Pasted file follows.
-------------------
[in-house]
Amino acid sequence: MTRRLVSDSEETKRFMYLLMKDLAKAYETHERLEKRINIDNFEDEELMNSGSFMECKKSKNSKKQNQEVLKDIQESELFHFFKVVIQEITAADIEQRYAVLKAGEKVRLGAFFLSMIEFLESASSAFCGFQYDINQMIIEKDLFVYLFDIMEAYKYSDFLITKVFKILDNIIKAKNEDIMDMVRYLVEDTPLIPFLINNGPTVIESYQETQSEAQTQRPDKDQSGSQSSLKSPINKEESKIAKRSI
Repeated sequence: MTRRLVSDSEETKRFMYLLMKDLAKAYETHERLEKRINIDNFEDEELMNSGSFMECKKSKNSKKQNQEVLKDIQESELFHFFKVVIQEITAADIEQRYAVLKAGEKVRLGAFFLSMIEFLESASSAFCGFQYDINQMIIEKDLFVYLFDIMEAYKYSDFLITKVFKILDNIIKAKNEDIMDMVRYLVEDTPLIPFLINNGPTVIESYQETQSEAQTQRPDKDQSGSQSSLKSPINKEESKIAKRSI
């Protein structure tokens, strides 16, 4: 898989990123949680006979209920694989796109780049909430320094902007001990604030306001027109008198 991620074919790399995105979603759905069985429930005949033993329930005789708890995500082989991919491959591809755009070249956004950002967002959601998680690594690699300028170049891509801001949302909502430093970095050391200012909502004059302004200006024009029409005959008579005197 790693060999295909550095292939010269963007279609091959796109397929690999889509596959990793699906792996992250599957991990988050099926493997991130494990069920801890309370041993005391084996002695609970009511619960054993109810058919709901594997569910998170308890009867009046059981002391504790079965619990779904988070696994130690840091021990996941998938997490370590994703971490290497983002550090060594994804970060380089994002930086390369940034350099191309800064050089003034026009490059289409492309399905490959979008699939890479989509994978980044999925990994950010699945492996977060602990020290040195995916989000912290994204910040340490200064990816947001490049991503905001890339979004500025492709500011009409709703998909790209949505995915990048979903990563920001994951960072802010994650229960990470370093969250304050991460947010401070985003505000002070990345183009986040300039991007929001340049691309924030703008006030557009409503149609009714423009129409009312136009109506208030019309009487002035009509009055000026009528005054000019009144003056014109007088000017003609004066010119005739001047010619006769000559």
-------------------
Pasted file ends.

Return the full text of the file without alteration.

[in-house]
Amino acid sequence: MTRRLVSDSEETKRFMYLLMKDLAKAYETHERLEKRINIDNFEDEELMNSGSFMECKKSKNSKKQNQEVLKDIQESELFHFFKVVIQEITAADIEQRYAVLKAGEKVRLGAFFLSMIEFLESASSAFCGFQYDINQMIIEKDLFVYLFDIMEAYKYSDFLITKVFKILDNIIKAKNEDIMDMVRYLVEDTPLIPFLINNGPTVIESYQETQSEAQTQRPDKDQSGSQSSLKSPINKEESKIAKRSI
Repeated sequence: MTRRLVSDSEETKRFMYLLMKDLAKAYETHERLEKRINIDNFEDEELMNSGSFMECKKSKNSKKQNQEVLKDIQESELFHFFKVVIQEITAADIEQRYAVLKAGEKVRLGAFFLSMIEFLESASSAFCGFQYDINQMIIEKDLFVYLFDIMEAYKYSDFLITKVFKILDNIIKAKNEDIMDMVRYLVEDTPLIPFLINNGPTVIESYQETQSEAQTQRPDKDQSGSQSSLKSPINKEESKIAKRSI
């Protein structure tokens, strides 16, 4: 898989990123949680006979209920694989796109780049909430320094902007001990604030306001027109008198 991620074919790399995105979603759905069985429930005949033993329930005789708890995500082989991919491959591809755009070249956004950002967002959601998680690594690699300028170049891509801001949302909502430093970095050391200012909502004059302004200006024009029409005959008579005197 790693060999295909550095292939010269963007279609091959796109397929690999889509596959990793699906792996992250599957991990988050099926493997991130494990069920801890309370041993005391084996002695609970009511619960054993109810058919709901594997569910998170308890009867009046059981002391504790079965619990779904988070696994130690840091021990996941998938997490370590994703971490290497983002550090060594994804970060380089994002930086390369940034350099191309800064050089003034026009490059289409492309399905490959979008699939890479989509994978980044999925990994950010699945492996977060602990020290040195995916989000912290994204910040340490200064990816947001490049991503905001890339979004500025492709500011009409709703998909790209949505995915990048979903990563920001994951960072802010994650229960990470370093969250304050991460947010401070985003505000002070990345183009986040300039991007929001340049691309924030703008006030557009409503149609009714423009129409009312136009109506208030019309009487002035009509009055000026009528005054000019009144003056014109007088000017003609004066010119005739001047010619006769000559």